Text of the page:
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Robert Jenrick to unveil radical shake-up of ‘complex and outdated planning system’ this week

Robert Jenrick said 'for too long home ownership has remained out of reach for too many' (PA)

2 min read

Housing Secretary Robert Jenrick is due to unveil a radical shake-up of the “complex and outdated planning system” this week.

The measures are part of Prime Minister Boris Johnson’s aim to “build, build, build” out of the coronavirus downturn, which the Government hopes will speed up the creation of millions of new homes.

The Cabinet minister is proposing to completely overhaul the system in England for approving new construction, much of which has been in place since just after the Second World War.

It will involve quicker development on land designated "for renewal", with a "permission in principle" approach.

But it will still ensure areas of outstanding natural beauty and the green belt are protected from development.

The Ministry of Housing, Communities and Local Government said the new process will be done through democratic local agreement, as well as being clearer and cutting out red tape.

Mr Jenrick said: "For too long home ownership has remained out of reach for too many, as a complex and outdated planning system has failed to keep up with the needs of our country.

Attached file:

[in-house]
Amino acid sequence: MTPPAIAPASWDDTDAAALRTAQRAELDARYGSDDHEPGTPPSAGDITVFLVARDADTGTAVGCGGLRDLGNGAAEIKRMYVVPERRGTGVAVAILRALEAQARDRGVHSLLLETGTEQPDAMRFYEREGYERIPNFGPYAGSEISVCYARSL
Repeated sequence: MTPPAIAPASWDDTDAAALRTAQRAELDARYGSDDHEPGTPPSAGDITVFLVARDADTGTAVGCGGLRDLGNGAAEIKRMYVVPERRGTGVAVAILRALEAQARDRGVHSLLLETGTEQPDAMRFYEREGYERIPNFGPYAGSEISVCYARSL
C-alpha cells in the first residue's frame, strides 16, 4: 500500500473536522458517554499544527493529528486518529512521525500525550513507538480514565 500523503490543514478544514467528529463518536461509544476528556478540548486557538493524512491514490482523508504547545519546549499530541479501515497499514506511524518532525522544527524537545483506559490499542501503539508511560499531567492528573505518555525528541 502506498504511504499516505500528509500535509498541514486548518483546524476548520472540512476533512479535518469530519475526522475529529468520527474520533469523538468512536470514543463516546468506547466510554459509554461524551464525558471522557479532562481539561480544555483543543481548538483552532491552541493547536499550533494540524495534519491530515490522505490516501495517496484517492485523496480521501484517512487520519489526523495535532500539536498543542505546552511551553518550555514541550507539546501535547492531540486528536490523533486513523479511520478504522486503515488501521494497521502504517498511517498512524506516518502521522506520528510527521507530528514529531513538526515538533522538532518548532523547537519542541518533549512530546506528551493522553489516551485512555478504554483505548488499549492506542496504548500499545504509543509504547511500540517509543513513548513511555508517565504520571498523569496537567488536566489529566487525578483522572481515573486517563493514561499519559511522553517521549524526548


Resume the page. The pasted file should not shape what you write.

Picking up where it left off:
"I am completely overhauling the system so we can build more good quality, attractive and affordable homes faster - and more young families can finally have the key to their own home."

In an op-ed for The Sunday Telegraph, he wrote: "John Ruskin said that we must build, and 'when we do, let us think that we build forever'. That will be the guiding principle as we set out the future of the planning system.

"We will build environmentally-friendly homes that will not need to be expensively retrofitted in the future, homes with green spaces and new parks at close hand, where tree-lined streets are provided for in law, where neighbours are not strangers.”

The new plans will focus on quality and design, the department said, and be inspired by the design codes which built the picturesque city of Bath, the village of Bournville and Belgravia district in London.

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